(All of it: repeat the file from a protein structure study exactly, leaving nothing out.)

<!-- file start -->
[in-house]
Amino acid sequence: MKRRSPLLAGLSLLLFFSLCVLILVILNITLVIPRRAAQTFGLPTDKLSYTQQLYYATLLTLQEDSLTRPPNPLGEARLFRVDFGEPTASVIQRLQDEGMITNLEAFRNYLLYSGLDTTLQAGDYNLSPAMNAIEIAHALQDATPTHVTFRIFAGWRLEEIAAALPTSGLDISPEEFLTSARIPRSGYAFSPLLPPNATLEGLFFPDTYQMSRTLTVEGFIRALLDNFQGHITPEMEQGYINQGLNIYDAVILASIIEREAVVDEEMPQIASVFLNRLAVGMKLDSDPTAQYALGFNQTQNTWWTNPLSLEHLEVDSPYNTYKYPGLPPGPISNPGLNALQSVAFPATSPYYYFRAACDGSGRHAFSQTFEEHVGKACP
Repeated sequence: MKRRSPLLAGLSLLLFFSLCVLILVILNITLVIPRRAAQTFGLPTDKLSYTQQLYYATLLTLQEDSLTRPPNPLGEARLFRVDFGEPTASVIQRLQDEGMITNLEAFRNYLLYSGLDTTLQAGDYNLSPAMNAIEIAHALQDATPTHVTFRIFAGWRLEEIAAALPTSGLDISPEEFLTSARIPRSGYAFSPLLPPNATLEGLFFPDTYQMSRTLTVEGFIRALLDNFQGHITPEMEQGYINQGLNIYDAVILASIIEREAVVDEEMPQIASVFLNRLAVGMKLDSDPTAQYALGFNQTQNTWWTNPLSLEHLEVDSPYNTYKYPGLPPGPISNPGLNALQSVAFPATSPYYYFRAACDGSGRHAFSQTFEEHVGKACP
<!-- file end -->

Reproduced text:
[in-house]
Amino acid sequence: MKRRSPLLAGLSLLLFFSLCVLILVILNITLVIPRRAAQTFGLPTDKLSYTQQLYYATLLTLQEDSLTRPPNPLGEARLFRVDFGEPTASVIQRLQDEGMITNLEAFRNYLLYSGLDTTLQAGDYNLSPAMNAIEIAHALQDATPTHVTFRIFAGWRLEEIAAALPTSGLDISPEEFLTSARIPRSGYAFSPLLPPNATLEGLFFPDTYQMSRTLTVEGFIRALLDNFQGHITPEMEQGYINQGLNIYDAVILASIIEREAVVDEEMPQIASVFLNRLAVGMKLDSDPTAQYALGFNQTQNTWWTNPLSLEHLEVDSPYNTYKYPGLPPGPISNPGLNALQSVAFPATSPYYYFRAACDGSGRHAFSQTFEEHVGKACP
Repeated sequence: MKRRSPLLAGLSLLLFFSLCVLILVILNITLVIPRRAAQTFGLPTDKLSYTQQLYYATLLTLQEDSLTRPPNPLGEARLFRVDFGEPTASVIQRLQDEGMITNLEAFRNYLLYSGLDTTLQAGDYNLSPAMNAIEIAHALQDATPTHVTFRIFAGWRLEEIAAALPTSGLDISPEEFLTSARIPRSGYAFSPLLPPNATLEGLFFPDTYQMSRTLTVEGFIRALLDNFQGHITPEMEQGYINQGLNIYDAVILASIIEREAVVDEEMPQIASVFLNRLAVGMKLDSDPTAQYALGFNQTQNTWWTNPLSLEHLEVDSPYNTYKYPGLPPGPISNPGLNALQSVAFPATSPYYYFRAACDGSGRHAFSQTFEEHVGKACP